Guernica, till 1876 capital of the Basque country, has been reduced to ruins by rebel planes of German make.
The bombardment, which lasted for three and a half hours on Monday afternoon, killed hundreds of the 10,000 inhabitants, and yesterday only a few of the buildings remained standing. Many of the ruins were still burning.
In Guernica itself it is not known how many hundreds of people - men, women, and children - have been killed; it may indeed never be known. The town is in ruins. The buildings left standing can be counted almost on the fingers of one had. Among them is, remarkably enough, the Basque Parliament building, with its famous oak tree.
The church of St. John was destroyed, but the principal church, St. Mary's, is almost intact, except for the chapter-house and part of the tower. The convent of Santa Clara, which was being used as a hospital, was destroyed, with many of its inmates. Another small hospital, with 42 beds, was completely wiped out together with its 42 wounded occupants. Yet a third hospital was wrecked with many victims.
The raid occurred on market-day when the town was full of peasants who had come into sell their produce. The bombers, all of them said to be German, came over in waves of seven at a time. Many of the people who raced desperately for the open fields were systematically pursued and machine-gunned from the air by swooping fighters.
The survivors spent a night of horror sleeping where and if they could, awaiting with resignation their evacuation today. Since early this morning the roads leading to the rear have been thronged with long streams of peasants whose whole remaining possessions are dumped on ox-carts.
Today I visited what remains of the town. I was taken to the entrance of a street like a furnace which no one had been able to approach since the raid. I was shown a bomb shelter in which over fifty women and children were trapped and burned alive. Everywhere is a chaos of charred beams, twisted girders, broken masonry, and smouldering ashes, with forlorn groups of inhabitants wandering in search of missing relatives.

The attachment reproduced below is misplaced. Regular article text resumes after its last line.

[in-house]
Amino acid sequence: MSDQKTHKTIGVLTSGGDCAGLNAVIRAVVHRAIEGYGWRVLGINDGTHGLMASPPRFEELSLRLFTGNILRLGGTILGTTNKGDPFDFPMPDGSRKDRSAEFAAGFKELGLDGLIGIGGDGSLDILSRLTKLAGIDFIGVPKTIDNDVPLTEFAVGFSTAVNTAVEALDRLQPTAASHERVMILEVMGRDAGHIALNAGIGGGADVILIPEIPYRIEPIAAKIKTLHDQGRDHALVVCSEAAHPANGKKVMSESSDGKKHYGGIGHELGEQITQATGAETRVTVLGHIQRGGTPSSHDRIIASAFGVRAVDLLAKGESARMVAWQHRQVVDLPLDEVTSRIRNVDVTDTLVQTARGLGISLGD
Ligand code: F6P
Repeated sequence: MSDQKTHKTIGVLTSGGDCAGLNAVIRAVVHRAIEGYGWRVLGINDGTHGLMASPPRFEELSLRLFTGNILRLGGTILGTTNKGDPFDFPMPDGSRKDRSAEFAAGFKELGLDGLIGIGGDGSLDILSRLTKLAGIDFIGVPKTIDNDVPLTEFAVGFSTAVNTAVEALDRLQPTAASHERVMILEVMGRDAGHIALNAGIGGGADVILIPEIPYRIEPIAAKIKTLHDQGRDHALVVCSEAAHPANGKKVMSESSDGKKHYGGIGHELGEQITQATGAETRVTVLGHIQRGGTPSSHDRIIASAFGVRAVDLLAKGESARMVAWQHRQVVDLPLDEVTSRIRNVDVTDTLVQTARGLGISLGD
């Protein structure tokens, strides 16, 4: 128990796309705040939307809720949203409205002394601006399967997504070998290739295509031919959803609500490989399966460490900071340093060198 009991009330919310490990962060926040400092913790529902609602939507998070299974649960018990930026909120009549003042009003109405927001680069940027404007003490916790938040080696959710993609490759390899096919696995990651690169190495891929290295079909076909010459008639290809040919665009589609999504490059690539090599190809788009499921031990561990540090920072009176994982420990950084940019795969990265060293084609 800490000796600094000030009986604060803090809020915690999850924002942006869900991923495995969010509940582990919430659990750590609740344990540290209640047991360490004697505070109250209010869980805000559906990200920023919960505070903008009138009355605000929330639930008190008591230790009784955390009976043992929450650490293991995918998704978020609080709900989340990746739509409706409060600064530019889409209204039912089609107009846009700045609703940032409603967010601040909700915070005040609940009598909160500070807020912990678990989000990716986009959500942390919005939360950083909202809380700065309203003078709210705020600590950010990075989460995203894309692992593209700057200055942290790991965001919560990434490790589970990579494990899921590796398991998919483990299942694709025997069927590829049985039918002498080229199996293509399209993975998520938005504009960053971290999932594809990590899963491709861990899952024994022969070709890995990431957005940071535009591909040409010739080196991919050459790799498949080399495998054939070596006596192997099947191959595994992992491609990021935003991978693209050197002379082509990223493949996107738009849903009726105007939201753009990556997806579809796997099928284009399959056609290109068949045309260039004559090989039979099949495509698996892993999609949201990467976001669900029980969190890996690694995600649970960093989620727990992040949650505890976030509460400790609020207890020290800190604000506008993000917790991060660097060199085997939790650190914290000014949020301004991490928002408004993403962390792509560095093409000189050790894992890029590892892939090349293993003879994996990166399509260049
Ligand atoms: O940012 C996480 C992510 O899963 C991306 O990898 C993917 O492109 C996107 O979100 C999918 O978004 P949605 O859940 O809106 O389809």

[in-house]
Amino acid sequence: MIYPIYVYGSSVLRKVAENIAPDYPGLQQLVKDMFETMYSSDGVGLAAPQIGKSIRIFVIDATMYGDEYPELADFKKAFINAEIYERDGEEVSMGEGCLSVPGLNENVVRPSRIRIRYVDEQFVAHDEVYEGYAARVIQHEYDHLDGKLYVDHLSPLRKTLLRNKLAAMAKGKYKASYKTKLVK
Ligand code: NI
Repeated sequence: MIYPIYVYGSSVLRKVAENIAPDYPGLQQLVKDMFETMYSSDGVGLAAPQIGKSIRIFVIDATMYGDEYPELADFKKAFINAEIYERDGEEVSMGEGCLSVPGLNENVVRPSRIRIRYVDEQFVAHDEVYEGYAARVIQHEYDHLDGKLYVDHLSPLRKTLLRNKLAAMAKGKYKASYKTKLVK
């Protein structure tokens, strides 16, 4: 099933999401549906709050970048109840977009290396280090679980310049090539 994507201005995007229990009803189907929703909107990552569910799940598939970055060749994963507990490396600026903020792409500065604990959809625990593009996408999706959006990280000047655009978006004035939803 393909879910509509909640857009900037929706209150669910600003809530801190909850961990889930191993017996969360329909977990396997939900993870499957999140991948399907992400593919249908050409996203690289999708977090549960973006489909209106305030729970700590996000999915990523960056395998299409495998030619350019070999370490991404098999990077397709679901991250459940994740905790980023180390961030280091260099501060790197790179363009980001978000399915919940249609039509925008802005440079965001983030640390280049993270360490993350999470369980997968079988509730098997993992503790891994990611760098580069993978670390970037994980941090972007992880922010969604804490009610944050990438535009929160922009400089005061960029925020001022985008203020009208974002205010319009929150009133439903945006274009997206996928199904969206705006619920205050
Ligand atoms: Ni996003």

I picked up an incendiary shell which failed to explode. It was made of aluminum, weighed nearly two pounds, and was liberally stamped with German eagles.
Guernica, like the other Basque country towns, was absolutely defenceless, and was provided with neither anti-aircraft guns nor planes.
General Mola, who is in charge of the rebel offensive on the Basque front, is apparently trying to carry out his threat "to destroy the whole of Biscay Province" if the Basques do not immediately surrender. When he made the threat early in April he added, "We have the means of carrying out our intentions." Yesterday the Basque Government alleged that Germans were piloting the German bombers that carried out the raid.
It is reported that General Mola has now warned the Basque Government that he will raze Bilbao to the ground unless the town surrenders. But the Government states that after the destruction of Guernica surrender of the Basque capital is less than ever possible. A report that the Argentine Ambassador at Hendaye had been asked to act as intermediary to arrange for the surrender is denied.
It seems, in fact, that the vicious bombing of Guernica will stiffen the Basque resistance. The Basques were last night claiming that the rebel offensive in the region of Durango had been "brilliantly repulsed" and that the rebels were being held back form the Eibar sector to the coast.
Senor Aguirre, the Basque President, last night published a decree reorganising the regular army into battalions, brigades, and divisions under a new commander-in-chief. Under another decree all industries catering for the needs of war are militarised and mobilised.